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A cease-and-desist order was issued by the New York State attorney general recently which ordered two fantasy sports giants to stop accepting “illegal” gambling bets under New York state law. Eric T. Schneiderman’s move against DraftKings and FanDuel has made him enemy number one of the multibillion-dollar industry that has acquired diehard fans and professional sports partnerships.

Says Schneiderman, “It is clear that DraftKings & FanDuel are the leaders of a massive, multibillion-dollar scheme intended to evade the law and fleece sports fans across the country. Today we have sent a clear message: not in New York, and not on my watch.” The attorney general’s office and The National Council on Problem Gambling have said that it has received reports of “severe gambling problems” in some people who play daily fantasy sports.

Both companies have pushed back claiming that they are protected under a 2006 federal law that exempted fantasy sports from a prohibition against processing online betting.

DraftKings offered a statement through Sabrina Macias saying, “We’re disappointed he hasn’t taken the time to meet with us or ask any questions about our business model before his opinion.” According to Macias, there are more than 500,000 daily fantasy sports users in New York State.

FanDuel released its own statement of denunciation claiming that fantasy sports is not betting, it takes skill and careful planning, “Fantasy sports is a game of skill and legal under New York state law. This is a politician telling hundreds of thousands of New Yorkers they are not allowed to play a game they love and share with friends, family, co-workers and players across the country.”

Mr. Schneiderman began investigating the fantasy sites after a DraftKings employee accidentally leaked internal betting data then won $350,000 on FanDuel that same week. Findings to this end have drawn comparisons to insider trading — which has put a microscope on professional sports league senior management as well as the gambling sites.

New York is one of the growing number of states ruling that fantasy sports should be considered illegal gambling. Nevada recently mandated that daily fantasy sports fantasy companies cease operations until they have secured gaming licenses. A Florida grand jury has subpoenaed records of the fantasy sports trade group, the United States attorney in Manhattan has begun an investigation, and the Boston division of the FBI, where DraftKings’ are headquartered, has begun questioning fantasy sports players. With all this bad news on the rise, DraftKings and FanDuel will stand to lose millions of dollars, though they will save millions in advertising space bought by them during the NFL season. Each company has been known to spend upwards of $100 million for television ad campaigns.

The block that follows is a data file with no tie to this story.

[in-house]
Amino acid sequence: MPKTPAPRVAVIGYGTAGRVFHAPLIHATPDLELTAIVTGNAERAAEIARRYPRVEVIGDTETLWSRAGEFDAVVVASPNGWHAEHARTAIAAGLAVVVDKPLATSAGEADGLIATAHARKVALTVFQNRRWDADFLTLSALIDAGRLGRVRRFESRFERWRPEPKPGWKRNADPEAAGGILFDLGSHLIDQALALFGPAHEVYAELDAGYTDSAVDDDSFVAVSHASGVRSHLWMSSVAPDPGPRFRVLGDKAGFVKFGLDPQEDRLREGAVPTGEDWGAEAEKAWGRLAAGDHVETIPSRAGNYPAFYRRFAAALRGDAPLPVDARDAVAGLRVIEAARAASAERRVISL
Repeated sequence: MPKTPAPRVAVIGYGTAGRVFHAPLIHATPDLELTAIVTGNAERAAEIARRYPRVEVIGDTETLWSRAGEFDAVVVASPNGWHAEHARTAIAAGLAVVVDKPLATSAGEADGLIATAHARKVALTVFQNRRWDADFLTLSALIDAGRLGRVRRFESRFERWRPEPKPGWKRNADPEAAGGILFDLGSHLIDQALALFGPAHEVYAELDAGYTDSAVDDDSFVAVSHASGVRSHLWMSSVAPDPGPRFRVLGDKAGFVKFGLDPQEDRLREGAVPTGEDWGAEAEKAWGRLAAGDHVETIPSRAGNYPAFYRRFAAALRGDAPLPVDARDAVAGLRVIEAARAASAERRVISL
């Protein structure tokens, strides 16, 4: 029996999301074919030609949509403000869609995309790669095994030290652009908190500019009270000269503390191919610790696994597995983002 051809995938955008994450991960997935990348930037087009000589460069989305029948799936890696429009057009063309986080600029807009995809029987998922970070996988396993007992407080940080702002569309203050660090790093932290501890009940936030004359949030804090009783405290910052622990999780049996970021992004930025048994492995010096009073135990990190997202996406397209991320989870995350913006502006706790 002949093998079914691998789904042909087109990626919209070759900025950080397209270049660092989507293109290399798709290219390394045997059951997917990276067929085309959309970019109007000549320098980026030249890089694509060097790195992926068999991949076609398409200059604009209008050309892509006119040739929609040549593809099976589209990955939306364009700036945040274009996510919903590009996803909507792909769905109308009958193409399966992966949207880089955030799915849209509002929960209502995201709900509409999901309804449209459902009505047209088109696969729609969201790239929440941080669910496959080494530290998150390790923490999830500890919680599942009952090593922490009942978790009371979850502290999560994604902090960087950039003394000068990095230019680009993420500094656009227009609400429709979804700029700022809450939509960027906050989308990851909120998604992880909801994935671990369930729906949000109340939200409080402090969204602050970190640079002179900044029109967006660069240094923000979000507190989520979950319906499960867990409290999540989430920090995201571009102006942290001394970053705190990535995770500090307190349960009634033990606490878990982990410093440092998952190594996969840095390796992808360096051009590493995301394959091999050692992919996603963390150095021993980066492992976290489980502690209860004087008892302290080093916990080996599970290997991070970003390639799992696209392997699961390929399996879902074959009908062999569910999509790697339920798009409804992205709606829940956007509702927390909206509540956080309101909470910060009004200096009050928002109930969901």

In 2014, FanDuel claimed it was signing up to 30,000 players a day, and nearly every N.F.L. team has a sponsorship deal with either or fantasy sports sites. Iconic NFL owners, Jerry Jones of the Dallas Cowboys and Robert K. Kraft of the New England Patriots, even have equity stakes in the companies.

DraftKings & FanDuel demands that they bar employees from playing on their own sites, but there doesn’t appear to be much oversight to ensure they don’t. Both sites operate without the equivalent of a Securities and Exchange Commission or any other policing or regulatory organization.

With so many powerful players involved with fantasy sports’ success, it will be interesting to see how the fantasy sports field will appear in the upcoming months.  

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Fantasy football – Get Sports Info